First Nations Curator
First Nations storytelling traditions are the oldest surviving storytelling traditions in the world. This storytelling is thriving in the contemporary literature of our Aboriginal and Torres Strait Islander writers.
In my curation I am especially highlighting the authors of new releases – incredible books in genres as varied as fiction, poetry, memoir, science, essay and cookbooks. In complement to this, this curation promotes the voices of Elders, young people and local visionaries. General themes shared across books include family, earth, fire, water, relationships, shelter and food. It’s a varied program – something for everyone!
After the year that’s been, I’m really looking forward to getting together again. Our stories are just too strong to be held down.
Country of Focus (NZ/Aotearoa and Pasifika) Curator
"We all have to remember that New Zealand is built on these kinds of people who are rebels and renegades, people doing it their own way, fighting for freedom, and braving the elements. I think it’s cool to celebrate that." - Taika Waititi
All of the incredible writers who feature within the Country of Focus and Pasifika programs carry this legacy of ‘doing it their own way’, creating work that is often not tied to a form or style. Curating these programs has been an extremely challenging and often excruciating task as there could have easily been double the number of writers selected in this year’s stellar BWF 2022 line-up. I invite you to accept this invitation to come and be kanohi ki te kanohi (face to face) with some of Aotearoa and the Pasifika’s most unique, respected and remarkable voices, renegades from across the ditch, unbound, writing their own way.
Maybe it’s the voyeur in me, but one of my favourite things in the world is listening to writers I admire in conversation with each other. There’s something so enriching – and arguably pervy – about overhearing two like-minded literary heroes compare notes: about their rhythms and routines; processes and practice; what they agree and disagree on. So I’m thrilled to have curated over 20 sessions at Brisbane Writers Festival featuring some of Australia’s leading thinkers, provocateurs and storytellers in deep conversation and surprising each other – and us – in the process. Between this and the rest of the program, it's an all-star line-up, and I’m having a nosebleed just thinking about it.
It’s a total honour to be curator of International events in 2022. It’s exciting that these authors will be beamed live on-screen, in conversation with great local interviewers.
When curating, I was drawn to writers and works that would bring new perspectives on old histories, deepen our sense of others, entrance and inspire change – whether in love, in family bonds or friendships, for justice, or to stoke our imaginations.
Our current climate is extreme: an overwhelming desire to be heard at the same time that we can’t seem to listen. The rights of the individual over the communal. My hope is that the stories and voices you’ll hear from these authors will allow you to see the world, and history, through their eyes. Their novels, memoirs and non-fiction show us where we’ve been and where we might be going, how to witness history that’s been buried and to imagine new futures.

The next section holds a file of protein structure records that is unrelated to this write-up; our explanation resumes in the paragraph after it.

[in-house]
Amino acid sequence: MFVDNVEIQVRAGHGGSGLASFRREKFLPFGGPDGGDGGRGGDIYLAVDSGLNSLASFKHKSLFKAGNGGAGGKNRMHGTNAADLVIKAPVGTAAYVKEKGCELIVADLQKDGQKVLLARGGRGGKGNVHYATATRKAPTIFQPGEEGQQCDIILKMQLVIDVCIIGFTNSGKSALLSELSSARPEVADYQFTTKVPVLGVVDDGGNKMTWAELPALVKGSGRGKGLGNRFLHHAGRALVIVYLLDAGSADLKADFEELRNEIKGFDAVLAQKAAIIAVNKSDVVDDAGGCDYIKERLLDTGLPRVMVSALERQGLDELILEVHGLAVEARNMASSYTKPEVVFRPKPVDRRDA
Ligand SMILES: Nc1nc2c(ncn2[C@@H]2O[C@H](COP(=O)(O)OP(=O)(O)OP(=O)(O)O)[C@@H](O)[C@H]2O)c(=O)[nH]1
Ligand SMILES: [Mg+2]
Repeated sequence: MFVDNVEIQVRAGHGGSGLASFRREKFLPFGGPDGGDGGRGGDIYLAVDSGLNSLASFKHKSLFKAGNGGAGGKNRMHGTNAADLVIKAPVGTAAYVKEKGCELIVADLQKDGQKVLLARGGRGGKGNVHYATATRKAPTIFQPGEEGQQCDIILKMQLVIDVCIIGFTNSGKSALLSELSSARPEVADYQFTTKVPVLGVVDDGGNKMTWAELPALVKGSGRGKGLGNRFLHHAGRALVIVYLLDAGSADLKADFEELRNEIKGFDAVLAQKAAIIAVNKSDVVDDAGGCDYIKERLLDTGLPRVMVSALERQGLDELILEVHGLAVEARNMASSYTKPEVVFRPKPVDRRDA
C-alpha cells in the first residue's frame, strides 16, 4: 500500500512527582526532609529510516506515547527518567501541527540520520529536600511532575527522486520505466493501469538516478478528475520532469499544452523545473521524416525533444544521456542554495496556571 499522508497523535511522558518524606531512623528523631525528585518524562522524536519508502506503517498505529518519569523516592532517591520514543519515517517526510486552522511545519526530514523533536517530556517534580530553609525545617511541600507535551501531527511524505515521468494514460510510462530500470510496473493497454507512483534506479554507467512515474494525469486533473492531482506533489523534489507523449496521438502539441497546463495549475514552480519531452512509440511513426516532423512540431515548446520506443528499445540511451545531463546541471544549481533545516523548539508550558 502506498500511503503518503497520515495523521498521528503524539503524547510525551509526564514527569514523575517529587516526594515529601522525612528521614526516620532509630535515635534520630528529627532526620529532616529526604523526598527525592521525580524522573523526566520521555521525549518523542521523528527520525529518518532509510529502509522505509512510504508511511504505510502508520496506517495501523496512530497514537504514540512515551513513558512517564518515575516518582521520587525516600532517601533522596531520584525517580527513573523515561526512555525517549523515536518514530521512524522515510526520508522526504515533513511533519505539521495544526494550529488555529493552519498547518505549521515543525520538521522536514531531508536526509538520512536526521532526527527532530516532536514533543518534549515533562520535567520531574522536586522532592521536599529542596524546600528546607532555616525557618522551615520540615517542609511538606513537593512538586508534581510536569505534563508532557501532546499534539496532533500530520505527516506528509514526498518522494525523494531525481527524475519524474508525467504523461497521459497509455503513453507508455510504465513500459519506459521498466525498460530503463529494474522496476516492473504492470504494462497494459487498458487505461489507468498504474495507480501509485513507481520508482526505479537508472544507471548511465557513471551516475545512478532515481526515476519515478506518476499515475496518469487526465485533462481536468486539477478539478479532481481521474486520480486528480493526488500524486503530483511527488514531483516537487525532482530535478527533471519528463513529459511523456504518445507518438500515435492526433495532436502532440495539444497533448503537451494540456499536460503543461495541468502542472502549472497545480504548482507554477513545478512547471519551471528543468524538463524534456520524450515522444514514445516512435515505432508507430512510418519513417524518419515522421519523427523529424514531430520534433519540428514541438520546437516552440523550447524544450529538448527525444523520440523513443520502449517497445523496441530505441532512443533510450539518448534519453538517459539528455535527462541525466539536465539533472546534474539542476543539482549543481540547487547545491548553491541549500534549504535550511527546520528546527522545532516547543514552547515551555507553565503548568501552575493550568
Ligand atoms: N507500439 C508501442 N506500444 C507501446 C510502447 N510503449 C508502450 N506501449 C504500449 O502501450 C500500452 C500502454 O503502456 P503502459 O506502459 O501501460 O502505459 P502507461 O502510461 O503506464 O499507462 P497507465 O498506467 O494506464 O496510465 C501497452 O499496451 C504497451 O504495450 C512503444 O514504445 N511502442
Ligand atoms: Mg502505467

From Nobel Prize winner for Literature, Abdulrazak Gurnah, to iconic storyteller Isabel Allende, to singer Ricki Lee Jones and poet Honorée Fannone Jeffers, these are stories about family, racism, love and community. They’re also about things that feed creativity. While many of these books are about ‘Big’ moments in history, what struck me is how brilliantly they showed the way the political is experienced and lived by people; how it shapes their everyday interactions, their ways of loving and being in their world. Ultimately I wanted to bring stories and authors to audiences that could show us the multitude of ways we are connected, driven by our impulses to love, to survive, to create, to live in freedom and with dignity. And how listening to others helps us listen to and understand our own stories too. I can’t wait to see you in the room at these events.
Children & Young Adult Curator
When I was in high school, Young Adult Fiction wasn’t what it is now. Sure, I could find books with characters who were my own age, but it was hard to know where to find stories I could relate to, or which were set in the country I lived in. To come back to YA as an adult was what got me reading again after what seemed like a long time. The #LoveOzYA movement is one that I truly believe in, and I only read Australian Young Adult Fiction now as a way of supporting Australian YA authors. I’ve been attending Love YA since I became an avid follower and supporter of the #LoveOzYA movement. I jumped at the chance to curate this programme and wanted to take readers into the dark spaces, to different realities and to bring sectors into the Love YA space that we haven’t experienced before. I hope you discover something new, that you’re introduced to things you wouldn’t normally read and that you connect with characters and stories that leave you still thinking about them even after you’ve finished the final page.